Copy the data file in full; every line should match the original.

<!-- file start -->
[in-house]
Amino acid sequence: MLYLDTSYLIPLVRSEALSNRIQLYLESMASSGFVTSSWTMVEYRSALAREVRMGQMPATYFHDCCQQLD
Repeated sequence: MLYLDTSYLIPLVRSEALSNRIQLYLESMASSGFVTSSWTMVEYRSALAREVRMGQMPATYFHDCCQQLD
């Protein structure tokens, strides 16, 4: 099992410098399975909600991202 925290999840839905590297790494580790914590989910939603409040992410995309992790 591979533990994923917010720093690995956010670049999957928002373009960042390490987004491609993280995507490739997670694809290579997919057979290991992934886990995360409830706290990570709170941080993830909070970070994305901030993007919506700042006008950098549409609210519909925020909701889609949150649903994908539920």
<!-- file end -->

[in-house]
Amino acid sequence: MLYLDTSYLIPLVRSEALSNRIQLYLESMASSGFVTSSWTMVEYRSALAREVRMGQMPATYFHDCCQQLD
Repeated sequence: MLYLDTSYLIPLVRSEALSNRIQLYLESMASSGFVTSSWTMVEYRSALAREVRMGQMPATYFHDCCQQLD
């Protein structure tokens, strides 16, 4: 099992410098399975909600991202 925290999840839905590297790494580790914590989910939603409040992410995309992790 591979533990994923917010720093690995956010670049999957928002373009960042390490987004491609993280995507490739997670694809290579997919057979290991992934886990995360409830706290990570709170941080993830909070970070994305901030993007919506700042006008950098549409609210519909925020909701889609949150649903994908539920």